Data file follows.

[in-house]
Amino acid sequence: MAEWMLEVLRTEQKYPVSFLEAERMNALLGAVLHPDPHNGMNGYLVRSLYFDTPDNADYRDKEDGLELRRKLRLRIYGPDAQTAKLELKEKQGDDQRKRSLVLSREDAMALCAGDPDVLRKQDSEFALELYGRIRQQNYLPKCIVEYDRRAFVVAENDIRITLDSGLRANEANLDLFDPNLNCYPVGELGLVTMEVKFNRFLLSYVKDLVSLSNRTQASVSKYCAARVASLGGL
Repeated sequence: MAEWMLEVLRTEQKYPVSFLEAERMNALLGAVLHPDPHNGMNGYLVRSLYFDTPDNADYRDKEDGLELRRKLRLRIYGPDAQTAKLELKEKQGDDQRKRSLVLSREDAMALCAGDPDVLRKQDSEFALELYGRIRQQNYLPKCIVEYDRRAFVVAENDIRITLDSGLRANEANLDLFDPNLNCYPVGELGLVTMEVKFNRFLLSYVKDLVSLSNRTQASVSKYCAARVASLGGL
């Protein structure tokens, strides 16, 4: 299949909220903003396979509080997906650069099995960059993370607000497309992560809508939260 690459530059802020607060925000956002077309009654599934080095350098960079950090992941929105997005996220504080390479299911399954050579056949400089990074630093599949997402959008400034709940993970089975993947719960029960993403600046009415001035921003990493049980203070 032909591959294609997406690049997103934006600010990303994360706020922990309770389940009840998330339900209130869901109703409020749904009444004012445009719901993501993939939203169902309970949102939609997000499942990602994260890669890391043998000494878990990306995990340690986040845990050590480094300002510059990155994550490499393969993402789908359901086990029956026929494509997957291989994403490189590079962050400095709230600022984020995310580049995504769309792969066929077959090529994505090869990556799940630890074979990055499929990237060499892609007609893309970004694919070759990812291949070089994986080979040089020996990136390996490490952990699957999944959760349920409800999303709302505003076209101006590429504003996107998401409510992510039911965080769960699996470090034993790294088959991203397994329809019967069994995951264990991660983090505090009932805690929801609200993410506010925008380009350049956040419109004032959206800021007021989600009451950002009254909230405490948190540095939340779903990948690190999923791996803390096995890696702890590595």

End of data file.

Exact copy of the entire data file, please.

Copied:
[in-house]
Amino acid sequence: MAEWMLEVLRTEQKYPVSFLEAERMNALLGAVLHPDPHNGMNGYLVRSLYFDTPDNADYRDKEDGLELRRKLRLRIYGPDAQTAKLELKEKQGDDQRKRSLVLSREDAMALCAGDPDVLRKQDSEFALELYGRIRQQNYLPKCIVEYDRRAFVVAENDIRITLDSGLRANEANLDLFDPNLNCYPVGELGLVTMEVKFNRFLLSYVKDLVSLSNRTQASVSKYCAARVASLGGL
Repeated sequence: MAEWMLEVLRTEQKYPVSFLEAERMNALLGAVLHPDPHNGMNGYLVRSLYFDTPDNADYRDKEDGLELRRKLRLRIYGPDAQTAKLELKEKQGDDQRKRSLVLSREDAMALCAGDPDVLRKQDSEFALELYGRIRQQNYLPKCIVEYDRRAFVVAENDIRITLDSGLRANEANLDLFDPNLNCYPVGELGLVTMEVKFNRFLLSYVKDLVSLSNRTQASVSKYCAARVASLGGL
């Protein structure tokens, strides 16, 4: 299949909220903003396979509080997906650069099995960059993370607000497309992560809508939260 690459530059802020607060925000956002077309009654599934080095350098960079950090992941929105997005996220504080390479299911399954050579056949400089990074630093599949997402959008400034709940993970089975993947719960029960993403600046009415001035921003990493049980203070 032909591959294609997406690049997103934006600010990303994360706020922990309770389940009840998330339900209130869901109703409020749904009444004012445009719901993501993939939203169902309970949102939609997000499942990602994260890669890391043998000494878990990306995990340690986040845990050590480094300002510059990155994550490499393969993402789908359901086990029956026929494509997957291989994403490189590079962050400095709230600022984020995310580049995504769309792969066929077959090529994505090869990556799940630890074979990055499929990237060499892609007609893309970004694919070759990812291949070089994986080979040089020996990136390996490490952990699957999944959760349920409800999303709302505003076209101006590429504003996107998401409510992510039911965080769960699996470090034993790294088959991203397994329809019967069994995951264990991660983090505090009932805690929801609200993410506010925008380009350049956040419109004032959206800021007021989600009451950002009254909230405490948190540095939340779903990948690190999923791996803390096995890696702890590595």